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Windows Blue: How it could reinvent Windows (or sink Windows 8)

Brad Chacos | Dec. 3, 2012
With Windows 8's much ballyhooed launch barely a month behind us, alleged details of Microsofts next next-generation operating system have already begun swirling around the Net

Windows Blue: A boon or bane for developers?

Since Microsoft maintains tight control over its core ecosystem, moving to more frequent OS updates shouldn't cause the same fragmentation woes that plague the overall Android experience. In fact, reports (however murky) say that Windows Blue will introduce an SDK that either merges or standardizes software development for Windows desktop and Windows Phone 8. All current-gen Windows devices already share a common kernel core to streamline cross-platform development. Theoretically, the Windows Blue SDK will bind Windows Phones, tablet and PCs even more tightly together, and the rumors say modern-style Windows 8 apps will continue to work just fine on Windows Blue.

"I think it is crucially important that Microsoft aligns the SDKs and platforms for Windows Phone and Windows," Miller says. "I think the dissonance between the Windows Phone 7, Windows Phone 8, and Windows RT platforms aren't helping developers to make great apps. Unification, or at least closer alignment, could really help build a stronger application story and make it easier for developers." Enderle echoes the sentiment.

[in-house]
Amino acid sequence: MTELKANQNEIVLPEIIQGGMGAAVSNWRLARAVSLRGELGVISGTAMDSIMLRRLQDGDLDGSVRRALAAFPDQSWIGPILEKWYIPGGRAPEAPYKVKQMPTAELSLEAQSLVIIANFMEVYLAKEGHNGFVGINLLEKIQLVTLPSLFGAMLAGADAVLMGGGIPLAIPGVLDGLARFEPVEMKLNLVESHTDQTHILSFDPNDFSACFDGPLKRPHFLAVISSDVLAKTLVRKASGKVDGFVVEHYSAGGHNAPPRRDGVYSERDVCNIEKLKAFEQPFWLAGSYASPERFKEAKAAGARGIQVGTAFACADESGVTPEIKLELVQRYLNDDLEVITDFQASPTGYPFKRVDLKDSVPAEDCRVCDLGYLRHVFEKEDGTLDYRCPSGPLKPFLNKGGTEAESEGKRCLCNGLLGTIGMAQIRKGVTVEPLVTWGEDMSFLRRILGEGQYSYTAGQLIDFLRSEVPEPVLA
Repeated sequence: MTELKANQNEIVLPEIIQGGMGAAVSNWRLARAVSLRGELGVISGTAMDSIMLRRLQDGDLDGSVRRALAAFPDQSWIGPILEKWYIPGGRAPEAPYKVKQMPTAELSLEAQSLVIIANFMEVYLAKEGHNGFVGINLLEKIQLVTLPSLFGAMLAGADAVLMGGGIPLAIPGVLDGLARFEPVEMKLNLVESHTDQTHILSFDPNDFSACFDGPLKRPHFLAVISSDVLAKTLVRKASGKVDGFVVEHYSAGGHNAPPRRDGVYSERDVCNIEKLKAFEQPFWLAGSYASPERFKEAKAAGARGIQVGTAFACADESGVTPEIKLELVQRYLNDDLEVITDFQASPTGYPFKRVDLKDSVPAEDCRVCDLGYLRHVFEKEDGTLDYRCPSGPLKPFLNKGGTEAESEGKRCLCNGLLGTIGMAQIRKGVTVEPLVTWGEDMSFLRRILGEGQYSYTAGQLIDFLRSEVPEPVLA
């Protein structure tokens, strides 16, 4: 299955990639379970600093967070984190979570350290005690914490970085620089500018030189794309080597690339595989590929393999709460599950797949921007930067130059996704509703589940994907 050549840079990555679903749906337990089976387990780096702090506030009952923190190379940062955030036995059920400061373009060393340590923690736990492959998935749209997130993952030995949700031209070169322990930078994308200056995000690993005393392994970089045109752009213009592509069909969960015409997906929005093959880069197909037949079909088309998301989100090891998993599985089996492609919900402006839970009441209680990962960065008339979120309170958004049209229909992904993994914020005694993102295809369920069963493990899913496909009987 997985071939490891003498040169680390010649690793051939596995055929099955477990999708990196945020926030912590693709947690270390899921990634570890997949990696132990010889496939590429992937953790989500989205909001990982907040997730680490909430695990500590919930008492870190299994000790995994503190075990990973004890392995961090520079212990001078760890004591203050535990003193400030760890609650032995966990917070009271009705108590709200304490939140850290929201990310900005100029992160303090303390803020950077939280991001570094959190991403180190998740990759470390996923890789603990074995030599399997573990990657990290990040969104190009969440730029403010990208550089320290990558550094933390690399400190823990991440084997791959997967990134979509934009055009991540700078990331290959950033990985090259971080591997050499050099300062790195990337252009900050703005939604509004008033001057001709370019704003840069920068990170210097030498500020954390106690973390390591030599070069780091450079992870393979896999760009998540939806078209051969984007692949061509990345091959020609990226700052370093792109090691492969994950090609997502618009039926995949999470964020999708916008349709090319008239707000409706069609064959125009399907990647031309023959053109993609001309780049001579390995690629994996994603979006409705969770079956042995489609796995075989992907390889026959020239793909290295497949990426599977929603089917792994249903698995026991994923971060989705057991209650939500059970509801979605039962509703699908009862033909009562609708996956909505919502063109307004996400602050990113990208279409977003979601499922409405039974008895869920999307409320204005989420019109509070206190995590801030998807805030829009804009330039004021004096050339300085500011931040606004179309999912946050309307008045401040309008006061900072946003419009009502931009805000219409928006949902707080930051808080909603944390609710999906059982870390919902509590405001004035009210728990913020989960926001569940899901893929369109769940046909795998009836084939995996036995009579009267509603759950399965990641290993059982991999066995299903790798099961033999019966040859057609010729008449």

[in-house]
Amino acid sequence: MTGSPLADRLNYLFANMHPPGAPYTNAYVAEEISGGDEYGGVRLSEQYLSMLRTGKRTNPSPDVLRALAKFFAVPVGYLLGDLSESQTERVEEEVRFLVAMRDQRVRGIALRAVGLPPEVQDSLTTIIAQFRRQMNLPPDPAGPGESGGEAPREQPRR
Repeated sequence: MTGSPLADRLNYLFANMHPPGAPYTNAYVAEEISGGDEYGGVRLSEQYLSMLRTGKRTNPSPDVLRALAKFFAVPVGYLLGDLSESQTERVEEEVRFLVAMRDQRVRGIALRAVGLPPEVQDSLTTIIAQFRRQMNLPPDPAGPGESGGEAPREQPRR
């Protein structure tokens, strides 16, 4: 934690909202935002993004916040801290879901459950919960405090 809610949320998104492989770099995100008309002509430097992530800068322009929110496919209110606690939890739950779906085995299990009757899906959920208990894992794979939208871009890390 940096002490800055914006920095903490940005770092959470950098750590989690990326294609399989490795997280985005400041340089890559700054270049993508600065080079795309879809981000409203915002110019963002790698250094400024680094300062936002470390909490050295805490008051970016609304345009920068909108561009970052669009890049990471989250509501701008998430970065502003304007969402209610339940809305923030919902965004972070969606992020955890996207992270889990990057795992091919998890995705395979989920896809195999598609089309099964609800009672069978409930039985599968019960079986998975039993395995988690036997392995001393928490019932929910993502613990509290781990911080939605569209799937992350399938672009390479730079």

In theory, introducing a standardized SDK should make it easier to create a Modern-style app that translates easily across the various hardware form factors Windows supports. That could potentially be a major boon for Microsoft, which has had trouble swaying developers to the Windows Store and the Windows Phone Store. Both app marketplaces offer far, far, far fewer apps than iOS or Android.

The analysts warn that Microsoft will need to tread the introduction of a new SDK very carefully, however.

"I don't think developers are ever fans of big shifts in their platform--but so much of it depends on how much the APIs underneath forcibly change, and how much the tools help them navigate or migrate through those changes," Miller continues.

"If Microsoft keeps the SDK stocked with similar languages, it shouldn't cause too much ire," Moorhead says. However, he cautions that the possible specter of yet another new SDK looming so shortly after the release of the Windows 8 SDK could convince hesitant developers to sit on the sidelines until more details emerge--especially since Microsoft will allegedly stop accepting apps programmed for Windows 8 alone when it releases Windows Blue's SDK.

The last thing Microsoft needs is another excuse for developers to take a "wait and see" approach, which would be killer given the Windows Store's woeful app situation. Windows 8 needs more apps, and Windows 8 needs big-name apps, and Microsoft needs those apps to appear long before the summer of 2013 if it wants Windows 8 to be successful.

A negativity-tinged thread about Windows Blue's possible SDK changes has already popped up on Microsoft's TechNet forums.

 

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